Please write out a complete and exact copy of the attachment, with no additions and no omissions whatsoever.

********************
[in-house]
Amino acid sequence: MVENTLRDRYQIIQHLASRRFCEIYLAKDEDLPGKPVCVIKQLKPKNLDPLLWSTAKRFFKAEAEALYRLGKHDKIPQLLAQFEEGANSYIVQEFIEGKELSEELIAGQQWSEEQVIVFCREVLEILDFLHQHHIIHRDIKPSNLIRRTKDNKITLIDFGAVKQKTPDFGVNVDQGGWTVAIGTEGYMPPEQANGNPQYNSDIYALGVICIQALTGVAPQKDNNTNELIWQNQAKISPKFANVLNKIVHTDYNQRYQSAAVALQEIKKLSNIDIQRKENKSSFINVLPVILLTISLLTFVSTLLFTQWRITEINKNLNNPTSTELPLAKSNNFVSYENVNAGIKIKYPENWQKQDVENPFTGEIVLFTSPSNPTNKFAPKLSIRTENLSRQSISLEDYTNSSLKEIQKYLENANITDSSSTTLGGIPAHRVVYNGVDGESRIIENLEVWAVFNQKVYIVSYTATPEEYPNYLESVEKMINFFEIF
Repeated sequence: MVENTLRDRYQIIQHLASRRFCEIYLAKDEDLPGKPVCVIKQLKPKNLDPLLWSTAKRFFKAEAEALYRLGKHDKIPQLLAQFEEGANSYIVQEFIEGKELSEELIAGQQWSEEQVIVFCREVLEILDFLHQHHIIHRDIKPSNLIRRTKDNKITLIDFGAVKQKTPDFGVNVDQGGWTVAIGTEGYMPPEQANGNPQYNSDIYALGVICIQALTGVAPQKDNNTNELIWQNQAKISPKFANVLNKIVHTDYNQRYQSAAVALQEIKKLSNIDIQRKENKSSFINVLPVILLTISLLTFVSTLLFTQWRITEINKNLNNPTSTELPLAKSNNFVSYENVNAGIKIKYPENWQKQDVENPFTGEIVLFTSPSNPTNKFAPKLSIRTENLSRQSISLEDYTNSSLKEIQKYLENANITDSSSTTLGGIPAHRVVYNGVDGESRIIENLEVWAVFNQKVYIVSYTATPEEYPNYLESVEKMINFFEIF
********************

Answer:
[in-house]
Amino acid sequence: MVENTLRDRYQIIQHLASRRFCEIYLAKDEDLPGKPVCVIKQLKPKNLDPLLWSTAKRFFKAEAEALYRLGKHDKIPQLLAQFEEGANSYIVQEFIEGKELSEELIAGQQWSEEQVIVFCREVLEILDFLHQHHIIHRDIKPSNLIRRTKDNKITLIDFGAVKQKTPDFGVNVDQGGWTVAIGTEGYMPPEQANGNPQYNSDIYALGVICIQALTGVAPQKDNNTNELIWQNQAKISPKFANVLNKIVHTDYNQRYQSAAVALQEIKKLSNIDIQRKENKSSFINVLPVILLTISLLTFVSTLLFTQWRITEINKNLNNPTSTELPLAKSNNFVSYENVNAGIKIKYPENWQKQDVENPFTGEIVLFTSPSNPTNKFAPKLSIRTENLSRQSISLEDYTNSSLKEIQKYLENANITDSSSTTLGGIPAHRVVYNGVDGESRIIENLEVWAVFNQKVYIVSYTATPEEYPNYLESVEKMINFFEIF
Repeated sequence: MVENTLRDRYQIIQHLASRRFCEIYLAKDEDLPGKPVCVIKQLKPKNLDPLLWSTAKRFFKAEAEALYRLGKHDKIPQLLAQFEEGANSYIVQEFIEGKELSEELIAGQQWSEEQVIVFCREVLEILDFLHQHHIIHRDIKPSNLIRRTKDNKITLIDFGAVKQKTPDFGVNVDQGGWTVAIGTEGYMPPEQANGNPQYNSDIYALGVICIQALTGVAPQKDNNTNELIWQNQAKISPKFANVLNKIVHTDYNQRYQSAAVALQEIKKLSNIDIQRKENKSSFINVLPVILLTISLLTFVSTLLFTQWRITEINKNLNNPTSTELPLAKSNNFVSYENVNAGIKIKYPENWQKQDVENPFTGEIVLFTSPSNPTNKFAPKLSIRTENLSRQSISLEDYTNSSLKEIQKYLENANITDSSSTTLGGIPAHRVVYNGVDGESRIIENLEVWAVFNQKVYIVSYTATPEEYPNYLESVEKMINFFEIF